Ancient Israel was an ethnic and faith community that appeared in the Southern Levant (the area corresponding to the modern political entities of Israel, Jordan, and Palestine) as early as the thirteenth century bce. The earliest datable reference to Israel is the monument erected by Egyptian King Merneptah (c. 1224–1214 bce), who claims to have annihilated Israel. In general, “Ancient Israel” is regarded as merging into “Judaism” in the sixth or fifth century bce. HISTORICAL DEVELOPMENT Many ancient Israelite religious leaders held that the Israelites were bound from birth to worship only one deity. This deity is referred to by the name YHWH, which modern scholars believe should be pronounced Yahweh, and which means “He will bring into being.” However, many biblical texts indicate that at various times many Israelites preferred to combine the worship of Yahweh with the worship of other deities or to abandon the worship of Yahweh altogether. James Breasted argued that Moses adopted the belief in a single deity in Egypt, where a similar idea had been advocated in the fourteenth century bce by King Akhenaten. The biblical narrative assumes that reverencing only one God, who often bears the proper name Yahweh, is what distinguishes Israel from other peoples of the ancient Middle East. Biblical narrative likewise assumes that at various times many Israelites combined the worship of Yahweh with the worship of other deities. The Book of Judges declares repeatedly that the Israelites are punished for worshipping other deities and rewarded for returning to the exclusive worship of Yahweh.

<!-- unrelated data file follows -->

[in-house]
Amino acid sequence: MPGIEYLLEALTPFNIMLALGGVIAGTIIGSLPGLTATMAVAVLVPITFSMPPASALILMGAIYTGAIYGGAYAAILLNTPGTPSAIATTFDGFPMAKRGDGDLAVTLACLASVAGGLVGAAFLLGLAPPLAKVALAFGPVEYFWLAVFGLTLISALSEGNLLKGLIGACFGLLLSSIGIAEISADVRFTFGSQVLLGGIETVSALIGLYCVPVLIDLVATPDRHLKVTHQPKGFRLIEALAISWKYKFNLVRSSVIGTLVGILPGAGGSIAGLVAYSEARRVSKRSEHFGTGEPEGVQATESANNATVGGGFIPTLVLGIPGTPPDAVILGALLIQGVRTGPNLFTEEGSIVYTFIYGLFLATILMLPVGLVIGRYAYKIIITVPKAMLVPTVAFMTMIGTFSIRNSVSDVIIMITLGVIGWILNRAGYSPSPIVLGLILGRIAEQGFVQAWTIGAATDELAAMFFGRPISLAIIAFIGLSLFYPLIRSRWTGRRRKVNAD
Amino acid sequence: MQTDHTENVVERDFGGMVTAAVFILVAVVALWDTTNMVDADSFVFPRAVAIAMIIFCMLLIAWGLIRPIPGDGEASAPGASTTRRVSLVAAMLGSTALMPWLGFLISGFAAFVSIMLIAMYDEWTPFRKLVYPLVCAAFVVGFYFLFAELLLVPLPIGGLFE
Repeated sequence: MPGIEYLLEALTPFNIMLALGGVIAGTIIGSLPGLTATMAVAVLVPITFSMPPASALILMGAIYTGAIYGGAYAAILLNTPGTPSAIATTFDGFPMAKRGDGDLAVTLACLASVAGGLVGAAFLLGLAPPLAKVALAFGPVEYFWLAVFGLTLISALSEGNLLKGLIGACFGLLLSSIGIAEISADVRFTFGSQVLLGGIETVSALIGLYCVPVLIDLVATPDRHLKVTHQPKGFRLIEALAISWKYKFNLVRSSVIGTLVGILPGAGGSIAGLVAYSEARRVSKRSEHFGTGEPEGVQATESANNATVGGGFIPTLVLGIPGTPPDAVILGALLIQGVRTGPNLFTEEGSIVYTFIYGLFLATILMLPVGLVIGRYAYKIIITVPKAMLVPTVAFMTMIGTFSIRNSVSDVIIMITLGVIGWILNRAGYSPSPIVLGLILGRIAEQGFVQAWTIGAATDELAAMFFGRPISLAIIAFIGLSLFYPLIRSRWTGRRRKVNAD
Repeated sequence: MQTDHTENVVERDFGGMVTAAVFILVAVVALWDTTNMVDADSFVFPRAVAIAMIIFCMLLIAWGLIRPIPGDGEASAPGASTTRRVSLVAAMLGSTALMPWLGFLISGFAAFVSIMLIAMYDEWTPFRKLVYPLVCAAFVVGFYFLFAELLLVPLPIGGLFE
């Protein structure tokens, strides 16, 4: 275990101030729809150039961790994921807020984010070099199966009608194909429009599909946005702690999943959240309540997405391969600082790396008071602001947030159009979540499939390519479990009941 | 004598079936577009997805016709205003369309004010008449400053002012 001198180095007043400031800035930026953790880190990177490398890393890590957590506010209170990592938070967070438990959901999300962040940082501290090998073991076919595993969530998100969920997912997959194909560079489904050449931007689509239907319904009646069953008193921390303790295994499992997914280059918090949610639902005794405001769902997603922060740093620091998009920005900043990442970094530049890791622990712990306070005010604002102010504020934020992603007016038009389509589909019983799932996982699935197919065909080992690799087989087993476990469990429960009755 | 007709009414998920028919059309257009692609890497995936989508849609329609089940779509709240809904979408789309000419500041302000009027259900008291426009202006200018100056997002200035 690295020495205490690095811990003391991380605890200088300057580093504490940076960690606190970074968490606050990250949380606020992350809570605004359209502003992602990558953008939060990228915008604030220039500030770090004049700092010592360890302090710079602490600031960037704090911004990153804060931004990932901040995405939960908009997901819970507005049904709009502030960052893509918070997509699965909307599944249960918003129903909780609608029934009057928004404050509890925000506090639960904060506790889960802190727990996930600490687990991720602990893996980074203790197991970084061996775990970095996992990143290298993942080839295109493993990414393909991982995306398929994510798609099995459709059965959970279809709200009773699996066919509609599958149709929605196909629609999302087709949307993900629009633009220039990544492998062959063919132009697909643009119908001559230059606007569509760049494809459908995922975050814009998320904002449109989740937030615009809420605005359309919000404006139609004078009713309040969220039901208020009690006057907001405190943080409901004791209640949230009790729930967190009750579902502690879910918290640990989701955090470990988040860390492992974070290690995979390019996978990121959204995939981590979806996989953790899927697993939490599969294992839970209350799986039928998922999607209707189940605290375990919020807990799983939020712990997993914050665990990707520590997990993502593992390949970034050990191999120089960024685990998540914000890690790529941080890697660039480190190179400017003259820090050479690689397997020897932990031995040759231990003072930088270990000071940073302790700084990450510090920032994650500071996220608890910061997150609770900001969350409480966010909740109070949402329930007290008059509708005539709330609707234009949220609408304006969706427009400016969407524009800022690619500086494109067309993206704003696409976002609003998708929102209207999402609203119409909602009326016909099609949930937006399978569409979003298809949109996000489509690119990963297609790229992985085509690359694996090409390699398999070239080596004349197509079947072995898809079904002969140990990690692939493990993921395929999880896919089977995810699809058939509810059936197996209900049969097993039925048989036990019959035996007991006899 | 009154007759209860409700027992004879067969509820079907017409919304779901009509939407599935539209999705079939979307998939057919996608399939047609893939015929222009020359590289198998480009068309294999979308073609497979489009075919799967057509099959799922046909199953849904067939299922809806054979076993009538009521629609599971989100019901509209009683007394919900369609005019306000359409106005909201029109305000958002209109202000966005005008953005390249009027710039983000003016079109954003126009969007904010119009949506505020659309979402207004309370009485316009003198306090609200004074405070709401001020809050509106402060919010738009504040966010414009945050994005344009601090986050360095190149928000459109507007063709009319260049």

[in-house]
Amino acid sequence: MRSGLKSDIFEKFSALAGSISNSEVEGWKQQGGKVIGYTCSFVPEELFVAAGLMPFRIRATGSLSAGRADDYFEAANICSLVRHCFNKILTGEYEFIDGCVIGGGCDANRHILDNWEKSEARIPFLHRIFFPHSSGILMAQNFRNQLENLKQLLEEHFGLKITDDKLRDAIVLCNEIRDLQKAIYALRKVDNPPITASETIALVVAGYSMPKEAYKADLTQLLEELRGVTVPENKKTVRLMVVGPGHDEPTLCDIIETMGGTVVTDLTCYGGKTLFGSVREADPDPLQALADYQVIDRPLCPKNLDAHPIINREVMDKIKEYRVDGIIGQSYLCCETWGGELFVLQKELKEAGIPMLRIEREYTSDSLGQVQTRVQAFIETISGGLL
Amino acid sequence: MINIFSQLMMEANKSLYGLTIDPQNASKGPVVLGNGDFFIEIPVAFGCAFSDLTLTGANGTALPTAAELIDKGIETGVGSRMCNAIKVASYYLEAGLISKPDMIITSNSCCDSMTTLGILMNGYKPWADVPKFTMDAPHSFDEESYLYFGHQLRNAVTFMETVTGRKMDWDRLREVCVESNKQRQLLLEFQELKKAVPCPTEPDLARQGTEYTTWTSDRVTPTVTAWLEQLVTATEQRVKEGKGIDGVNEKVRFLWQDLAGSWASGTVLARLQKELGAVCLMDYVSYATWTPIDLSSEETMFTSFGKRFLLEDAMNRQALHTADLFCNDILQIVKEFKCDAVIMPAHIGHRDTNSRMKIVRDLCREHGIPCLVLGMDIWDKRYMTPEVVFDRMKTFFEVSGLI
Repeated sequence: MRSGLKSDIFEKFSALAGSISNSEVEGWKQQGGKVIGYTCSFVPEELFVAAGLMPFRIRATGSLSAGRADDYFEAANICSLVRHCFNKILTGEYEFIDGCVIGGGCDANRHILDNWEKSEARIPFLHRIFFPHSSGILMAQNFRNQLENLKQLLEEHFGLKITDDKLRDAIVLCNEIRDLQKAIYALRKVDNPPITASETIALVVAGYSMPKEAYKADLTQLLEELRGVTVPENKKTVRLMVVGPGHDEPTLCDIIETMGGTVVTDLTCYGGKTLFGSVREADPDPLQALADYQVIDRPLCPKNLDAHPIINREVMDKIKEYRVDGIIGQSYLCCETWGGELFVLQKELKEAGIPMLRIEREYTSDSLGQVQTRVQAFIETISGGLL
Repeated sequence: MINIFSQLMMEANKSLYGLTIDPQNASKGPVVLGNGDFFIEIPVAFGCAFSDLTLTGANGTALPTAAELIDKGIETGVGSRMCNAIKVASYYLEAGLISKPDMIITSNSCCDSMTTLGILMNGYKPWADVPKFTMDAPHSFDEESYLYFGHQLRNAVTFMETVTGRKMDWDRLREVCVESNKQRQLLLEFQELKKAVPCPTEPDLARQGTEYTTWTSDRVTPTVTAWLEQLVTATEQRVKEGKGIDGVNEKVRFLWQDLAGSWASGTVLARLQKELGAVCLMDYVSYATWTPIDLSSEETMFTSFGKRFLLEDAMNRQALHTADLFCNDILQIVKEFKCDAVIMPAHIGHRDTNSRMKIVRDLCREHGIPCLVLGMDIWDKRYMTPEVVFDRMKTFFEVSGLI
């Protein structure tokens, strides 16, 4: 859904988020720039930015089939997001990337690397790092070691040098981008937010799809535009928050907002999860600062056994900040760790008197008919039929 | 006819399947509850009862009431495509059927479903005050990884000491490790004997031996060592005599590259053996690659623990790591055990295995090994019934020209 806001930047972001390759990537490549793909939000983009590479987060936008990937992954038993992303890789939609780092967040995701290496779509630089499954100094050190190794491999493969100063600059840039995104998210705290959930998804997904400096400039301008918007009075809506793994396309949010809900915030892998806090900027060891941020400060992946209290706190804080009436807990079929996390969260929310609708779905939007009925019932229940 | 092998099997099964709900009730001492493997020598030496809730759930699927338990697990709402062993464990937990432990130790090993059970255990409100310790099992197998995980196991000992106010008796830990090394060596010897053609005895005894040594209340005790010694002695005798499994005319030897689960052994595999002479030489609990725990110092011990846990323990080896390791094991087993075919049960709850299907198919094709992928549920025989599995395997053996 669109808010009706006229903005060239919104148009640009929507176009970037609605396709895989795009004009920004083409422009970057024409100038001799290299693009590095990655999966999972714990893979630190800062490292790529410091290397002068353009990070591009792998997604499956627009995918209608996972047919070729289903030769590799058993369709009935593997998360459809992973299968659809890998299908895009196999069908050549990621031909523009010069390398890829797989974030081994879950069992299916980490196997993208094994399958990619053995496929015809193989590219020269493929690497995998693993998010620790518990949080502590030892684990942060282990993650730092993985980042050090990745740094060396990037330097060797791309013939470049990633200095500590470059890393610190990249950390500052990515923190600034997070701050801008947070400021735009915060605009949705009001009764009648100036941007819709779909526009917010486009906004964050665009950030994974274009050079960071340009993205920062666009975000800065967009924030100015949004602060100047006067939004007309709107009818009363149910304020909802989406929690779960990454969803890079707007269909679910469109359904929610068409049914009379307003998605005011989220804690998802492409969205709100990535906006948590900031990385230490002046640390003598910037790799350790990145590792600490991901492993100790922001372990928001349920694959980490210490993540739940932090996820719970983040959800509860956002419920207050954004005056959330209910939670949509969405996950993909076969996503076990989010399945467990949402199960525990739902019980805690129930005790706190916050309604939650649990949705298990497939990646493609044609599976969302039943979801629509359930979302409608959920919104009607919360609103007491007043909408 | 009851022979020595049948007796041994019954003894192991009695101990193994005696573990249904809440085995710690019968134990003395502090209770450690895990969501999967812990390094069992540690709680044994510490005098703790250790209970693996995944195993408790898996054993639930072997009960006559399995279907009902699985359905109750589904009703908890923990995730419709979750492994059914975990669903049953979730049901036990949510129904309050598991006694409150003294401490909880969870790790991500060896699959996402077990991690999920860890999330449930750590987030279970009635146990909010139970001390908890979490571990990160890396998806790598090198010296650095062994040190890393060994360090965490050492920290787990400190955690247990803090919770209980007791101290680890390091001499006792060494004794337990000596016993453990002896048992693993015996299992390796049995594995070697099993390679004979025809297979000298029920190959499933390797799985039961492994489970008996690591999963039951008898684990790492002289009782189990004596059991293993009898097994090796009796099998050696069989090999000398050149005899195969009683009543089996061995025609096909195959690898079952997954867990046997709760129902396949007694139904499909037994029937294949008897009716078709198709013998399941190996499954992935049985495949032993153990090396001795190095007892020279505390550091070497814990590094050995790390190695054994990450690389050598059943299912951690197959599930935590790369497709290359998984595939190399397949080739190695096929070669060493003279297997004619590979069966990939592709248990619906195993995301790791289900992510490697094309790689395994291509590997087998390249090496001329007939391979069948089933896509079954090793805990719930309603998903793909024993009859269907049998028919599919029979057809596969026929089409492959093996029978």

|Title of host publication||The Cambridge Companion to Ancient Mediterranean Religions|
|Publisher||Cambridge University Press|
|Number of pages||19|
|State||Published - 1 Jan 2011|